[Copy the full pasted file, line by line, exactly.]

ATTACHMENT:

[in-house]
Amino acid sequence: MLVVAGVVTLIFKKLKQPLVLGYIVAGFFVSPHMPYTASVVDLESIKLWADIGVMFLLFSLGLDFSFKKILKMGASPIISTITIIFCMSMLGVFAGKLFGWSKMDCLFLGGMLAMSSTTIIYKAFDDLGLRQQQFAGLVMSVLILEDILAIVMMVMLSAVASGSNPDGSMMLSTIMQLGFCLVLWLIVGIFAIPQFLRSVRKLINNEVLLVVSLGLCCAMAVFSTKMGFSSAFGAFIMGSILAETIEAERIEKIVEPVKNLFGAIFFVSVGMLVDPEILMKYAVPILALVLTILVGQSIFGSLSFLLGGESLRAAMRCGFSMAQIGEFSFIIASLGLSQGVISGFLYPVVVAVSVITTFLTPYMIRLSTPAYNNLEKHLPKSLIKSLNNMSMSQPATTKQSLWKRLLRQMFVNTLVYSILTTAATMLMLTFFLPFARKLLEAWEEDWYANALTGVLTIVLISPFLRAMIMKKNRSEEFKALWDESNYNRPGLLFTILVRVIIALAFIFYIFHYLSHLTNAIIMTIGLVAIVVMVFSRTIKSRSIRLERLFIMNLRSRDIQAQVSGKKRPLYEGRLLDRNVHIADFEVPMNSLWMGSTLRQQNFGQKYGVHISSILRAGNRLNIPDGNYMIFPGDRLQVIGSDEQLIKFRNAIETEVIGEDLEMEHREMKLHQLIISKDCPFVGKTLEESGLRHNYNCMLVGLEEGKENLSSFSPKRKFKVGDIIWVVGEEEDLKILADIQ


[in-house]
Amino acid sequence: MLVVAGVVTLIFKKLKQPLVLGYIVAGFFVSPHMPYTASVVDLESIKLWADIGVMFLLFSLGLDFSFKKILKMGASPIISTITIIFCMSMLGVFAGKLFGWSKMDCLFLGGMLAMSSTTIIYKAFDDLGLRQQQFAGLVMSVLILEDILAIVMMVMLSAVASGSNPDGSMMLSTIMQLGFCLVLWLIVGIFAIPQFLRSVRKLINNEVLLVVSLGLCCAMAVFSTKMGFSSAFGAFIMGSILAETIEAERIEKIVEPVKNLFGAIFFVSVGMLVDPEILMKYAVPILALVLTILVGQSIFGSLSFLLGGESLRAAMRCGFSMAQIGEFSFIIASLGLSQGVISGFLYPVVVAVSVITTFLTPYMIRLSTPAYNNLEKHLPKSLIKSLNNMSMSQPATTKQSLWKRLLRQMFVNTLVYSILTTAATMLMLTFFLPFARKLLEAWEEDWYANALTGVLTIVLISPFLRAMIMKKNRSEEFKALWDESNYNRPGLLFTILVRVIIALAFIFYIFHYLSHLTNAIIMTIGLVAIVVMVFSRTIKSRSIRLERLFIMNLRSRDIQAQVSGKKRPLYEGRLLDRNVHIADFEVPMNSLWMGSTLRQQNFGQKYGVHISSILRAGNRLNIPDGNYMIFPGDRLQVIGSDEQLIKFRNAIETEVIGEDLEMEHREMKLHQLIISKDCPFVGKTLEESGLRHNYNCMLVGLEEGKENLSSFSPKRKFKVGDIIWVVGEEEDLKILADIQ